Queen Elizabeth isn’t exactly lacking in lavish accommodations—the monarch has any number of palaces at her disposal. But if she ever needs a place to crash in London, you can bet she’ll wind up at The Goring. The five-star Belgravia hotel has a longstanding relationship with the royal family, and even received a special regal stamp of approval.
The Goring family opened the 69-room stay in 1910 and continue to own and operate it. The hotel is famously discreet and tight-lipped about its guests, which only raises its esteem for Her Majesty—not to mention it’s a five-minute drive from Buckingham Palace, and 10 minutes from Kensington Palace.
It’s also where Queen Elizabeth reportedly hosts a private Christmas party for senior members of her staff (she made her pilgrimage there again this holiday season). But she’s not The Goring’s only royal fan—the monarch’s mother loved it, as does Kate Middleton. Here’s everything you need to know about the queenly hotel.
It’s the only hotel with a royal warrant.
Queen Elizabeth awarded The Goring a royal warrant in 2013 for its hospitality services. That essentially means the monarch declared it an official service provider for the royal family. It was the first time in history Queen Elizabeth gave the royal stamp of approval to a hotel, and thus far, the only time.
Kate Middleton spent her last night as a commoner in its Royal Suite.
Kate Middleton, Pippa Middleton and Carole Middleton checked into the hotel in 2011, before Kate walked down the aisle to marry Prince William at Westminster Abbey. They stayed in the 1,482-square-foot Royal Suite, which had only been unveiled to the public earlier that year. The Duchess of Cambridge headed back to the hotel in 2015 for its grand reopening post-refurbishment, where she put the final touch on the hand-painted wallpaper in its front hall.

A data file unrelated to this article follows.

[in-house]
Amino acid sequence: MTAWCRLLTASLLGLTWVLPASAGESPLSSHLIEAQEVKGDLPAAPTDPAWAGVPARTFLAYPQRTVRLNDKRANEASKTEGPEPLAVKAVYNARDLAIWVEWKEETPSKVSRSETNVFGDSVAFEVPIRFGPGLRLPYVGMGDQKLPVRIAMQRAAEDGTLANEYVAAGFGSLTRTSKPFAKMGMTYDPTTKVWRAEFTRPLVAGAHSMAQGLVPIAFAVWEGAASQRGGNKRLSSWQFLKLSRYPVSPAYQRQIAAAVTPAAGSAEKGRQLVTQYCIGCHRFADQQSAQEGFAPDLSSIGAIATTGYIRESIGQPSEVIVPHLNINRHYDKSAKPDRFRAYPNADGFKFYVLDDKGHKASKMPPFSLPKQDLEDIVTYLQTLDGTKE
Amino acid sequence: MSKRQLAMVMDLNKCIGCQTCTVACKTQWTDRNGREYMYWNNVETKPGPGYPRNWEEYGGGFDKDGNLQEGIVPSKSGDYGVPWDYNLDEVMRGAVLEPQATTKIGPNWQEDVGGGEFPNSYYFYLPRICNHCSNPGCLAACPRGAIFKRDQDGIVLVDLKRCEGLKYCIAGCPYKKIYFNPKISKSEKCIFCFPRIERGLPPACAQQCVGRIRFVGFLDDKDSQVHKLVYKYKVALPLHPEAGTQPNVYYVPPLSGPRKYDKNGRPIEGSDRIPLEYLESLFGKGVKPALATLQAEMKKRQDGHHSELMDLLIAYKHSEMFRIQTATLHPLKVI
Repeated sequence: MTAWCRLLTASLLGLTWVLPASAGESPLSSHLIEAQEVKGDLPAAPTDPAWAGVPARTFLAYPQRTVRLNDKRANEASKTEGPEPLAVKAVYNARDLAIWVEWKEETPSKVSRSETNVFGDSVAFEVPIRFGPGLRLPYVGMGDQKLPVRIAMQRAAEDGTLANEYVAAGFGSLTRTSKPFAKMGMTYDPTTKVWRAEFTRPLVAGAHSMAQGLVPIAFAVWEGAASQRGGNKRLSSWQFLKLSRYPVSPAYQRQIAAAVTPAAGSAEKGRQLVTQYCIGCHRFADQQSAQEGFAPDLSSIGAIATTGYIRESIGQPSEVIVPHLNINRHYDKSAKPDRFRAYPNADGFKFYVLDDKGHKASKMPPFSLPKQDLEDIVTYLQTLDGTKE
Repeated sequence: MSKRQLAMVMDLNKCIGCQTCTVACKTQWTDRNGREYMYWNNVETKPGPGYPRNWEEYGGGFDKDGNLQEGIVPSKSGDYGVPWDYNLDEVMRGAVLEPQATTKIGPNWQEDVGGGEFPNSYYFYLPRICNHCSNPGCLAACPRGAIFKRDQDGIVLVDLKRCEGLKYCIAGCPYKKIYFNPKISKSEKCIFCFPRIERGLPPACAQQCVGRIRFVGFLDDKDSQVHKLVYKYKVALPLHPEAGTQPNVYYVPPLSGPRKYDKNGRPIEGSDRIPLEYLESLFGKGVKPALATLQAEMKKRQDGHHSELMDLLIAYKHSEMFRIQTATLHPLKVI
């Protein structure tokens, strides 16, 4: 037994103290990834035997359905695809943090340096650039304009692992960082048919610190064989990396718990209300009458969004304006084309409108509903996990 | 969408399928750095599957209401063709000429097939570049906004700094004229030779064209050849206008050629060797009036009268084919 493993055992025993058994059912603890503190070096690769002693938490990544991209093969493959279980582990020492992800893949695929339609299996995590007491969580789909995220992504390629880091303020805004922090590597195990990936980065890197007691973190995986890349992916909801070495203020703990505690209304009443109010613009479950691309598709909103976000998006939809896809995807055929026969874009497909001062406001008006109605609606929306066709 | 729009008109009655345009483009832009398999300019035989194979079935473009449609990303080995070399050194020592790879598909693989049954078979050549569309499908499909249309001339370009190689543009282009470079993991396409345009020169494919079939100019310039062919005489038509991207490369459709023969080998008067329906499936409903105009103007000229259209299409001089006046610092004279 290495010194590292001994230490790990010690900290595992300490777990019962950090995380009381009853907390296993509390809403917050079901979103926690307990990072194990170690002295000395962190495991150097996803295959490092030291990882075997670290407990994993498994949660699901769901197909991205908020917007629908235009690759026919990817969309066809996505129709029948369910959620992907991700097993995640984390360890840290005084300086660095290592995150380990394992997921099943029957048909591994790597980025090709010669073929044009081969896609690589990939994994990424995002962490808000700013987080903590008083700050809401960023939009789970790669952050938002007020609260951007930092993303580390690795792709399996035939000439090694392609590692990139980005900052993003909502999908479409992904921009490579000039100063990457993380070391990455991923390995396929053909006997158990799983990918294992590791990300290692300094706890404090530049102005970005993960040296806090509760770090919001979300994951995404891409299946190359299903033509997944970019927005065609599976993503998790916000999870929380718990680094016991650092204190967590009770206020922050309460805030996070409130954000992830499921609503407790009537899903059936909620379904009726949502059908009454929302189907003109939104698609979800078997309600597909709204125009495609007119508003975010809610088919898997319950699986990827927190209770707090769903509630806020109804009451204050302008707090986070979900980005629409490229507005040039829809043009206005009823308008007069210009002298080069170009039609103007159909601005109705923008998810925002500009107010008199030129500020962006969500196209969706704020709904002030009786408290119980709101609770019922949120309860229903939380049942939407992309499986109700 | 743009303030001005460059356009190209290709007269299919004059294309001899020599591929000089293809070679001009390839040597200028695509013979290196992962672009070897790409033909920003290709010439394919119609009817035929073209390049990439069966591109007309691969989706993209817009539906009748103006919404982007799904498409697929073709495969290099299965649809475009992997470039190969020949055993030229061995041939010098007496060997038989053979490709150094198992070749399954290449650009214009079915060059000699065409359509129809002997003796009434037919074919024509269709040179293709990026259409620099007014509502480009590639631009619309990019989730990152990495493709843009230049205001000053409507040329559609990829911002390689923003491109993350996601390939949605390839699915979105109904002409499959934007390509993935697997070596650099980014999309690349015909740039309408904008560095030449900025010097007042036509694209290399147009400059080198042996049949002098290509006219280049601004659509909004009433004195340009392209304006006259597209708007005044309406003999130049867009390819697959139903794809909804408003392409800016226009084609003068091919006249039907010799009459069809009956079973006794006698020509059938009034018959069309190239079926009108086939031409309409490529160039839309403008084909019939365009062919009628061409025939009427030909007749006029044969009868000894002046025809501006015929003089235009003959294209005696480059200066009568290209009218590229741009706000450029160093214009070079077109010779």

You can recreate her experience there (if you have $10,630 to spare).
The two-bedroom Royal Suite was commissioned to mark the hotel’s 100-year birthday celebration. It occupies the entire top floor of the hotel and includes a sitting room, a dining room, a grand piano and a private balcony,. The master bedroom walls are covered in the same silk used in the Titanic’s first-class dining room, and the suite is filled with antique furniture, including a four-poster bed and a life-size portrait of Queen Victoria. If Kate Middleton isn’t enough of a royal link, know that the silk bathroom walls are made from the same fabric used in the throne room at Buckingham Palace.
Guests staying in any of the five suites get a personal footman.
When a butler just isn’t enough, you can call upon one of the five footmen decked out in scarlet tailcoats and gold trimming (they sorta put the Buckingham Palace guards to shame). They’ll do anything guests require—unpack clothes, plan surprise parties or proposals, iron newspapers. One served as a personal attendant for a day trip to Paris, while another secured a very crucial Shetland pony for a birthday party once.
The Michelin-starred Dining Room was a Queen Mother favorite.
The hotel’s Swarovski chandelier–filled Dining Room is known for its traditional British menu, which features Cotswold white chicken, black pudding and Cornish cod. The Queen Mother, whose last public appearance before her death was at The Goring, was famously fond of the restaurant’s Eggs Drumkilbo, a lobster and egg dish. If you’re in a royally good mood, you can order it in her honor.